The New Zealand segment of the Southern Cross Next subsea cable system is set to land at Takapuna Beach, Auckland, with the capacity to carry an additional 72 terabits of data per second in and out the country.
The New Zealand segment of the high-capacity cable, the local cable assets of which are owned and managed by Spark New Zealand, is expected to notably expand the capacity of New Zealand’s global connectivity.
While the cable was scheduled to officially land on the morning of 29 June, rough weather offshore reportedly delayed the landfall, according to the NZ Herald.
According to Spark and the Southern Cross Cable Network, the new cable connection will mark the largest capacity express route to ever land in New Zealand.
The Southern Cross Next cable forms a third route in the Southern Cross cable ecosystem, which broadly connects New Zealand with key markets including Australia, Fiji and the United States.
In July last year, the Southern Cross Cable Network’s Next cable system gained approval by the United States’ Federal Communications Commission (FCC) to touch down at Hermosa Beach, California.
“The Southern Cross network represents a critical connectivity platform for New Zealand and Australasia,” Southern Cross CEO Laurie Miller said. “The completion of Next will interconnect New Zealand to the world via an ecosystem of 12 cable stations and eight key data centre hubs in Australia and the USA, spanning six countries and eight time-zones all inter-connected by over 45,000km of cable.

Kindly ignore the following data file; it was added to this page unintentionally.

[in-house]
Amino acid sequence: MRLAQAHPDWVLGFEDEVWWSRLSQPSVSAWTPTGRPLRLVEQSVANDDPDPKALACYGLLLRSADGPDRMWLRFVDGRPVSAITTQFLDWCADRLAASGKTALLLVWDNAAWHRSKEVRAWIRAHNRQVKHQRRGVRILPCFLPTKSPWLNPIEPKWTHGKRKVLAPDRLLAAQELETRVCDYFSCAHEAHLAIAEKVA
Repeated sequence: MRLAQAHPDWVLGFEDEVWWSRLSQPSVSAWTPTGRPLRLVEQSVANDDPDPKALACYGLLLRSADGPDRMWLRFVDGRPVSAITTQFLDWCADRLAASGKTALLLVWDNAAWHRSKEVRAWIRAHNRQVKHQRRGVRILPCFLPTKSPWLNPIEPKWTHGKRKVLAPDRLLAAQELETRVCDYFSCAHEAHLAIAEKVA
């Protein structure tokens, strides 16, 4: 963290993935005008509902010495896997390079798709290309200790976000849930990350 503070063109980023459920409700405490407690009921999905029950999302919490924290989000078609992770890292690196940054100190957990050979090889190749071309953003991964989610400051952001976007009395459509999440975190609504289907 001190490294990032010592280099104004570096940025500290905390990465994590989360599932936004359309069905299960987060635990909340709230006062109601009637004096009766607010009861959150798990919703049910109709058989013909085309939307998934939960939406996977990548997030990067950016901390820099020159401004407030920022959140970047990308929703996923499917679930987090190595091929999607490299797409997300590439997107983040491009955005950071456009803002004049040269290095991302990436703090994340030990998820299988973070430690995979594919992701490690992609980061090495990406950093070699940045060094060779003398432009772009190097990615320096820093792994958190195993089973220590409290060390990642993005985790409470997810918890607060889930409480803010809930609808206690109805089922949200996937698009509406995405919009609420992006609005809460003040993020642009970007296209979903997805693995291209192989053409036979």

“That’s more cable mileage than the circumference of the earth, and enough to traverse the length of New Zealand over 28 times,” he added.
For Jolie Hodson, CEO of Spark, which is a founding shareholder of Southern Cross, the new infrastructure is nothing short of critical to New Zealand.
“The SX [Southern Cross] Next cable is a critical piece of infrastructure that will support the growth of technologies like 5G and IoT (internet of things), which have the potential to transform sectors such as utilities, manufacturing, and cities – boosting productivity,” Hodson said.
Southern Cross claims it has invested more than US$1.5 billion in its existing network over the last 20 years, and the Next project is a continuation of its work.
As submarine cable projects take many years to implement, the Next project represents the first step in the commissioning of the replacement cables by 2030, when the existing systems are planned for retirement, the company said.